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An EEG, also called an electroencephalography or electroencephalogram, is a test that detects the brain’s electrical activity or brain waves. Doctors often use the test to evaluate head injuries or to diagnose neurological disorders. Depending on the reason for the EEG, the patient may be awake or asleep during the test. Patients may have to devote anywhere from one to four hours to taking the test in a doctor’s office or hospital.
The EEG test monitors and records brain wave activity through the use of electrodes, which consist of small metal disks that attach to the patient’s scalp with a special adhesive. The electrodes connect to wires that are attached to a recording device and an amplifier. The amplifier connects to a computer monitor so that a neurologist can interpret the test results. The electrodes help to detect any electrical activity that is generated from the patient’s brain cells.
Patterns of the brain’s electrical activity are often categorized into four different types of wave rhythms during the EEG — alpha, beta, delta, and theta. These are used by neurologists to examine how the brain functions or reacts while the person sleeps or remains awake in up to a 30 minute period. The patient is tested with activity in each stage, ranging from sedation to responses to light or other stimuli, and sudden bursts of energy.
Each wave type is recorded at a different rate and indicates something different in relation to the patient's brain patterns. Alpha waves, which record up to 12 cycles per second, indicate when the patient is awake, but with eyes closed. Recorded at a pattern of up to 30 cycles per second, beta waves record the brain’s response to sedative medications. Doctors usually examine delta waves in children or during a patient’s deep sleep, as these are the shortest bursts of activity from 0.5 to 3.5 cycles per second. Theta waves are most often examined in children and young adults and are recorded at up to 7 cycles per second.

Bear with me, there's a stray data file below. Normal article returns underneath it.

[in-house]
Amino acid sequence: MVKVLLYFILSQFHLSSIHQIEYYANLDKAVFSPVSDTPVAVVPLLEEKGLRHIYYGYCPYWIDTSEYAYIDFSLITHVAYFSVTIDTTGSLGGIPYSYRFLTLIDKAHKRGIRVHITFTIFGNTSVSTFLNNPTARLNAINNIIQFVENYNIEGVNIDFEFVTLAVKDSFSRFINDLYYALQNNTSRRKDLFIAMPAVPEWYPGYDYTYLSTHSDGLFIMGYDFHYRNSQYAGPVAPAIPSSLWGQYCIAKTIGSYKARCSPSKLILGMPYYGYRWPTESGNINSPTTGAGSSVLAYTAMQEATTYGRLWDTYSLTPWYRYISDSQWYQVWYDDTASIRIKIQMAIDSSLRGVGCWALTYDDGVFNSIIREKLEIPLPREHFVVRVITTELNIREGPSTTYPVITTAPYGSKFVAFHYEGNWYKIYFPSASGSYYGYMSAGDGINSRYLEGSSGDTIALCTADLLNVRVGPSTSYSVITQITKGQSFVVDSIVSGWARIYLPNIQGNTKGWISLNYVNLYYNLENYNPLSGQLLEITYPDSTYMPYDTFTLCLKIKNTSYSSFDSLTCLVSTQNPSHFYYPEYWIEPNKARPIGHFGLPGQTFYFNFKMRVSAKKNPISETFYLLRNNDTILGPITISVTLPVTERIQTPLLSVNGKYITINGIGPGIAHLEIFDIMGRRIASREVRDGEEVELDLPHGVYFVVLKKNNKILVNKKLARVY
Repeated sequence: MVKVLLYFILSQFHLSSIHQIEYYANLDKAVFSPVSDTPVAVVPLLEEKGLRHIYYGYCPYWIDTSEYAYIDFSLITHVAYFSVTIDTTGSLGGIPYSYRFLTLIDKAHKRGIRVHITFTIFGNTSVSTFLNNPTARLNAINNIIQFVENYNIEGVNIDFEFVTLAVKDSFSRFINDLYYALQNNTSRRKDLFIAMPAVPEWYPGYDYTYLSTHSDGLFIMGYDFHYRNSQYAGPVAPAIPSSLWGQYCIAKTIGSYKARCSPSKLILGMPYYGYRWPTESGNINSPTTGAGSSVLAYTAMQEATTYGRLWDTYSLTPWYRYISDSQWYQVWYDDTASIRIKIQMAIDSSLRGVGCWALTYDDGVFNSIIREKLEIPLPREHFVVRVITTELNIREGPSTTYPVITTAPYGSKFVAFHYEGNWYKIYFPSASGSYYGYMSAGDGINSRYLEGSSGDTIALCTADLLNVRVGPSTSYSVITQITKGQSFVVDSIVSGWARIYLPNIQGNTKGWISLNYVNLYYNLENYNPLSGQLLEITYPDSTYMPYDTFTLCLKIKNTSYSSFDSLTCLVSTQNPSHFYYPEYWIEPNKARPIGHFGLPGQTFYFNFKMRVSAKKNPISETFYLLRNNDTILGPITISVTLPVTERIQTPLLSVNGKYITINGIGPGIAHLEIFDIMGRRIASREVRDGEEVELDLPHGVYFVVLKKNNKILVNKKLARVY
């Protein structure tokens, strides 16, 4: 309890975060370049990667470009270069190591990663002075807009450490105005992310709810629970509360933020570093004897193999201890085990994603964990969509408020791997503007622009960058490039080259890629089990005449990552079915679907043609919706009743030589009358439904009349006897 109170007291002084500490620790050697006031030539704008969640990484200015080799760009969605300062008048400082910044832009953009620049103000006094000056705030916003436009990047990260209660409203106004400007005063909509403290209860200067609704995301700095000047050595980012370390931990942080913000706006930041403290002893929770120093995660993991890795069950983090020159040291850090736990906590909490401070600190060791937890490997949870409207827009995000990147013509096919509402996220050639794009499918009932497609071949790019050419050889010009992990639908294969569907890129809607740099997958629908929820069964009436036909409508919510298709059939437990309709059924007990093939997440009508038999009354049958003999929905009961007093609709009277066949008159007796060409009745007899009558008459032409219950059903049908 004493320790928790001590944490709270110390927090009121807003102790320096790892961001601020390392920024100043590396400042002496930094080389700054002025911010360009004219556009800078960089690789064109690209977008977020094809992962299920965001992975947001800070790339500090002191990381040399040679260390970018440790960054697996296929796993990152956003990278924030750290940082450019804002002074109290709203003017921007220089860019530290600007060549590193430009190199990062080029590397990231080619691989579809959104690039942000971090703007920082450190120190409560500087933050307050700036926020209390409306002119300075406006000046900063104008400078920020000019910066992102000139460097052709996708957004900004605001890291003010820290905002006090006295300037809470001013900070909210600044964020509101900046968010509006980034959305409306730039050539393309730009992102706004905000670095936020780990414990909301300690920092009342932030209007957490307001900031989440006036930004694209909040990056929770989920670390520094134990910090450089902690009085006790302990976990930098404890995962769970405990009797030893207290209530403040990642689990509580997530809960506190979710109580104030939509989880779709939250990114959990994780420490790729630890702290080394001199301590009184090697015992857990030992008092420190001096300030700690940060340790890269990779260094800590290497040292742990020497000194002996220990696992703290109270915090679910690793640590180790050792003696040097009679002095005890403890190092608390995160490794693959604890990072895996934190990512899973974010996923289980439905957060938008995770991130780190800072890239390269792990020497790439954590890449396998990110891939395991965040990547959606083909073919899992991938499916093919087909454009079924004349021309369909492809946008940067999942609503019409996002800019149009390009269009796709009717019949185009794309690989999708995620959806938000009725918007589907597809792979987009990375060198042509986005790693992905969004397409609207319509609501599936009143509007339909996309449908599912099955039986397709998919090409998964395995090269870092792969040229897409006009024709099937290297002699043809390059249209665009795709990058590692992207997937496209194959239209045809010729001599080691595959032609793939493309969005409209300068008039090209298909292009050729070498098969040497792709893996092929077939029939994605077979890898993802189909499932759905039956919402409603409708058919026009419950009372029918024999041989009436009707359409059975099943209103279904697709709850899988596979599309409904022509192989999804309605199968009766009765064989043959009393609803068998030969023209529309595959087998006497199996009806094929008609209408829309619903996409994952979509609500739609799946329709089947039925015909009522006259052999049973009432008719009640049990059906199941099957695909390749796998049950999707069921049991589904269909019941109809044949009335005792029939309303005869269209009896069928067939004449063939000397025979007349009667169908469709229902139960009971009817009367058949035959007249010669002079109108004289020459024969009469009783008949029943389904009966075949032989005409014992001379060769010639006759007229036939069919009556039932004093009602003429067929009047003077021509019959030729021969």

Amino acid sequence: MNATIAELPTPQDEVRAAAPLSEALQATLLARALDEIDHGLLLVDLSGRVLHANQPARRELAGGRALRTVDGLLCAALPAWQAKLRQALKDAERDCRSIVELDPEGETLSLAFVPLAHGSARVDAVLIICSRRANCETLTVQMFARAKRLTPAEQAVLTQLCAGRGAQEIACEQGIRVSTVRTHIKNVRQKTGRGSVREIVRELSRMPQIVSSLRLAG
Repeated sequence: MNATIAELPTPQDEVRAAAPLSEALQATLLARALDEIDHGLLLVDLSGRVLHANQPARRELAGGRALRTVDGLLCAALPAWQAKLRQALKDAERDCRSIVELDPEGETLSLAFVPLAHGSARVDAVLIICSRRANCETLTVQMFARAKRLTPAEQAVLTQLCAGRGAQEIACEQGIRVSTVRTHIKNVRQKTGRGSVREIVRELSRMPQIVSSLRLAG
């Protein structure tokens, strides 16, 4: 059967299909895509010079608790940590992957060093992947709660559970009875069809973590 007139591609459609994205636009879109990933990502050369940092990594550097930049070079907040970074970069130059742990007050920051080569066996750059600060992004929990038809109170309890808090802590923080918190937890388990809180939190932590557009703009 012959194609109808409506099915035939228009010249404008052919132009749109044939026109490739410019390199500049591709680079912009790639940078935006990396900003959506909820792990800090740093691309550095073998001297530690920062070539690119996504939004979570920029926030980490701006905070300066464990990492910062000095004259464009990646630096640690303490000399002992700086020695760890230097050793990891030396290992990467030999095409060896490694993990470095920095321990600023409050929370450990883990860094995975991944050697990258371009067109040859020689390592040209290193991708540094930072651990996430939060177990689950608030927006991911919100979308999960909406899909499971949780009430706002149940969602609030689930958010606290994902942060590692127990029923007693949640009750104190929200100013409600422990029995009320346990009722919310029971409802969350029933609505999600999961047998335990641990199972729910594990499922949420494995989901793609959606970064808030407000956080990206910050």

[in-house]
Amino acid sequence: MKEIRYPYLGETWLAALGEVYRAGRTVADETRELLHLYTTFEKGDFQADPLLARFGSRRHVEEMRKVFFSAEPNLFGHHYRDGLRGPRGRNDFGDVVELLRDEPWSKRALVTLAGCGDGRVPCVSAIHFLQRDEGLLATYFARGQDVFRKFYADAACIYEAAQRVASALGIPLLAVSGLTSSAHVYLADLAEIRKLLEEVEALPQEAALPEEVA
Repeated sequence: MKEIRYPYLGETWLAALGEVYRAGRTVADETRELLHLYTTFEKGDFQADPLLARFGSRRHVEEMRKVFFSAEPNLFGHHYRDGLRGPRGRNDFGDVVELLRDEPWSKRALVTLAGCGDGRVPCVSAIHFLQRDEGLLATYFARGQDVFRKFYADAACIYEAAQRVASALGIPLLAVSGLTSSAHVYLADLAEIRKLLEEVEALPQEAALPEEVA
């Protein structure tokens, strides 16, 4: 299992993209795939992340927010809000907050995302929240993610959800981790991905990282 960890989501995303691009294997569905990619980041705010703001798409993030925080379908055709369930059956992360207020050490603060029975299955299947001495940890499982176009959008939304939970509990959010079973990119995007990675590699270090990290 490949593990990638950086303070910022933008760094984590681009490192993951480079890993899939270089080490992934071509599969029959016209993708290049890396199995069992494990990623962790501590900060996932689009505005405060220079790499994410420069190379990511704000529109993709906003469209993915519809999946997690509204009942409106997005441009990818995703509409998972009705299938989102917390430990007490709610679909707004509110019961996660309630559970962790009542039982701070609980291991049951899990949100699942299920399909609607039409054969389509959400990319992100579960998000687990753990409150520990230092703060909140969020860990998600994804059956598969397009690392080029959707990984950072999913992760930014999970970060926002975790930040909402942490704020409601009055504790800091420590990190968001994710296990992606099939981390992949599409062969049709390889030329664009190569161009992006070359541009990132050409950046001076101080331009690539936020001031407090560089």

Neurologists often administer electrical activity tests to children and adults to diagnose head trauma, brain diseases, or sleep disorders. Patients with a brain injury from an accident may undergo an EEG so that doctors can evaluate changes in the brain. The exam may also be used to detect a brain tumor or a brain disease such as encephalitis. Electrical activity from the test most commonly detects the presence of epilepsy or other seizure disorders in patients. Alzheimer’s disease or narcolepsy may also be diagnosed with help from an EEG.
Preparation for the electroencephalography test usually varies depending on the patient’s condition. Hair should be washed with just shampoo the night before the exam, as electrodes would be placed on the scalp. The patient should avoid using conditioners or other hair products because they may interfere with test results. The doctor may request that the patient stops taking medications or avoids any caffeinated foods and beverages for several hours. Fasting is prohibited before the test because low blood sugar can skew the results.
Instructions may be given regarding sleep schedule that are specific to each patient. For instance, a patient may be instructed to reduce sleep the night before if she is required to sleep during the EEG. At the doctor’s office or hospital room, the patient may lie in a bed or recline in a chair with up to 25 electrodes placed on the head. Proper procedures call for the patient to remain still and relaxed, with eyes closed even though he or she may be awake. Results of the EEG may be available several hours after the test.
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